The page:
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“How To Win Friends and Influence People” aka Being a Mediator

Recently, my husband and I met a friend for dinner. During dinner, she noted that she had discovered a book, “How To Win Friends and Influence People” by Dale Carnegie, asking me if I had ever read it. I mentioned I had heard of it but had not read it. She started to tell me a little bit about the book, and I noted that the points sounded a lot like what one learns in mediation training. She proudly noted that the book is now her bible; she reads it at least once a year as a refresher.

Curious, I obtained a copy of the book and read through it. Published originally in 1936, it was recently ‘freshened” in 2022 without changing its essential messages by his daughter- Donna Dale Carnegie. While the preface explains the origins of the book- why it was written- (to teach adults “… the fine art of getting along with people in everyday business and social contacts”( Id. at xx.)), Ms. Carnegie notes that “…the overriding theme and lynchpin of this book is to see things from the point of view of others” (Id. at xvii). This sentence struck me like a thunderbolt as this is essentially what mediation is all about: to have each party see the issue or the dispute from the perspective of the other party. That is the first step toward compromise!

In the first chapter, Carnegie sets out the basics of what every mediator knows: parties are not logical; they are emotional, “… bristling with prejudice and motivated by pride and vanity.” (Id. at 14.) As a result, “criticism is futile because it puts people on the defensive and usually makes them strive to justify themselves.” (Id. at 6.) Rather than criticize when someone is speaking to us, we should “just listen”: “people are “… desperate to be heard, valued and respected….” (Id. at 16.) That is, listen with compassion and without judgment; suspend our criticism. (Id. at 17.) Carnegie sums up the chapter stating that rather than condemning or criticizing people, try to understand where they are coming from. Show some sympathy (empathy?) (Id. at 20.)

This chapter struck me as mediation training 101- active listening, listening without judgment and perspective taking.

Chapter 2 discusses the concept of appreciation: People have a “craving to be appreciated”; to have “a feeling of importance.” (Id at 22.) It is important to let others know with sincerity that you appreciate them, that they are special. Carnegie stresses the importance of being sincere and honest in your appreciation of others and that we must remember that everyone is human just like us and craves appreciation. (Id. at 21-33.)  This chapter reminded me of the 5 core concerns of appreciation, affiliation, autonomy, status and role set out by Daniel Shapiro and Roger Fisher in Beyond Reason: Using Emotions as You Negotiate. (Penguin Books, New York, 2006)

Chapter 3 discusses what Ms. Carnegie describes as the lynchpin of the book: it is paramount “… to get the other person’s point of view and see things from that person’s angle as well as from your own.” (Id. at 40-41.) The author notes that by doing so, it will help each party gain something from the discussion (or negotiation). (Id. at 49.) Sounds like integrative or win-win negotiations, doesn’t it? Carnegie notes: “The best way to motivate someone to do something for you is to show it would benefit them as well” (Id. at 49.) Isn’t this what integrative bargaining is all about; finding common ground so that everyone gains something from the discussion/negotiation?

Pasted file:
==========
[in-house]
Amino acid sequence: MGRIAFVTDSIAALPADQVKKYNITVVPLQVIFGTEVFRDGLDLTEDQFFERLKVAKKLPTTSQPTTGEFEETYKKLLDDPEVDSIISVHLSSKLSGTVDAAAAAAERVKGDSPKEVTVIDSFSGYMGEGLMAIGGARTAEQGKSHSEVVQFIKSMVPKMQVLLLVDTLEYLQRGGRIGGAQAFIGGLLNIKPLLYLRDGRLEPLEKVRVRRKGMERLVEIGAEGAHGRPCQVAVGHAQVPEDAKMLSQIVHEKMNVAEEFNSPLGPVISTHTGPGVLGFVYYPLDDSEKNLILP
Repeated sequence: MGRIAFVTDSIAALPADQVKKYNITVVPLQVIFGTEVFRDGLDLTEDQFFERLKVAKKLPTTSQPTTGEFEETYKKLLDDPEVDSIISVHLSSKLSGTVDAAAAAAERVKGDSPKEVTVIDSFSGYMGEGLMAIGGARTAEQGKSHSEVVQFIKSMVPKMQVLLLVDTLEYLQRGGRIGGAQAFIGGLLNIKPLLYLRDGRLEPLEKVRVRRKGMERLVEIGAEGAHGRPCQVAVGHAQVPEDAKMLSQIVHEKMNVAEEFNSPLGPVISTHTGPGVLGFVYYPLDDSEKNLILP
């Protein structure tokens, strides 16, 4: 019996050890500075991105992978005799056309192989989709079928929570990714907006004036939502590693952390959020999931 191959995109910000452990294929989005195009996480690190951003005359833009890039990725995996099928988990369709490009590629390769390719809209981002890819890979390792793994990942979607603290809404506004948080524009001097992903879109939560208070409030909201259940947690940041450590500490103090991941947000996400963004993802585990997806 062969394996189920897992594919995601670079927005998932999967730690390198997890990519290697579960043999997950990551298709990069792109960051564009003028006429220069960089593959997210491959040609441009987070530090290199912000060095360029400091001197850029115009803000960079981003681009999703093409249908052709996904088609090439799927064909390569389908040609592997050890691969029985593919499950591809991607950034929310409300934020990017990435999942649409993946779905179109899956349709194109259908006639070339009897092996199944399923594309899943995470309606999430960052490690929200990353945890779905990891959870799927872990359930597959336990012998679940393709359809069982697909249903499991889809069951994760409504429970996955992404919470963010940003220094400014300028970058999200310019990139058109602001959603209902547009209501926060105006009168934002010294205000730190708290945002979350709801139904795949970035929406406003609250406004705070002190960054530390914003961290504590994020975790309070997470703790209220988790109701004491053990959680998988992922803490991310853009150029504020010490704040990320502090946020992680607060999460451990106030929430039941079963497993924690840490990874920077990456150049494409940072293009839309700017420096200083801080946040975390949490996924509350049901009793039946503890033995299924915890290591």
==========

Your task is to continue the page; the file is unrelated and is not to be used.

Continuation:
Part two in the book discuss additional attributes of mediators. “Become genuinely interested in other people” (Chapter 1); “Smile” (Chapter 2); “Remember that a person’s name is to that person the sweetest and most important sound in any language” (Chapter 3); “Be a good listener. Encourage others to talk about themselves.” (Chapter 4); “Talk in terms of the other person’s interests (Chapter 5) and make the other person feel important and do it sincerely.” (Chapter 6.) (Id. at 117.)

The succeeding chapters in Parts 3 and 4 discuss some basic concepts in handling disputes. Again, they reminded me very much of what a mediator does. For example, be positive in your criticism or at least start out on a positive note (Id. at 210-214.), never use the word ”but” (Id. at 215-217.), begin any discussion by what the parties agree on rather than what they disagree on (Id. at 157.), let the other person think the idea originated with her (Id. at 173-178.), admit your mistakes (Id. 141-7.), be friendly rather than confrontational (Id. at 149-155.), ask questions as a way to guide someone to the “correct” answer (i.e. Socratic method)(Id. at 157-163.), and let the other person save face.(Id. at 227-229.) And as important, remember that people are not logical, but rather emotional, biased, prejudiced, and filled with suspicion, fear, envy and pride. (Id. at 131.) Their self-esteem is being threatened. (Id. at 132.)

One of the courses I teach is online employment dispute mediation in which the students are taught the art and science of mediation. After reading this book, I am quite tempted to make this book required reading as in its own way, it is right on point!

… Just something to think about.


Phyllis Pollack

Phyllis Pollack with PGP Mediation uses a facilitative, interest-based approach. Her preferred mediation style is facilitative in the belief that the best and most durable resolutions are those achieved by the parties themselves. The parties generally know the business issues and priorities, personalities and obstacles to a successful resolution as… MORE

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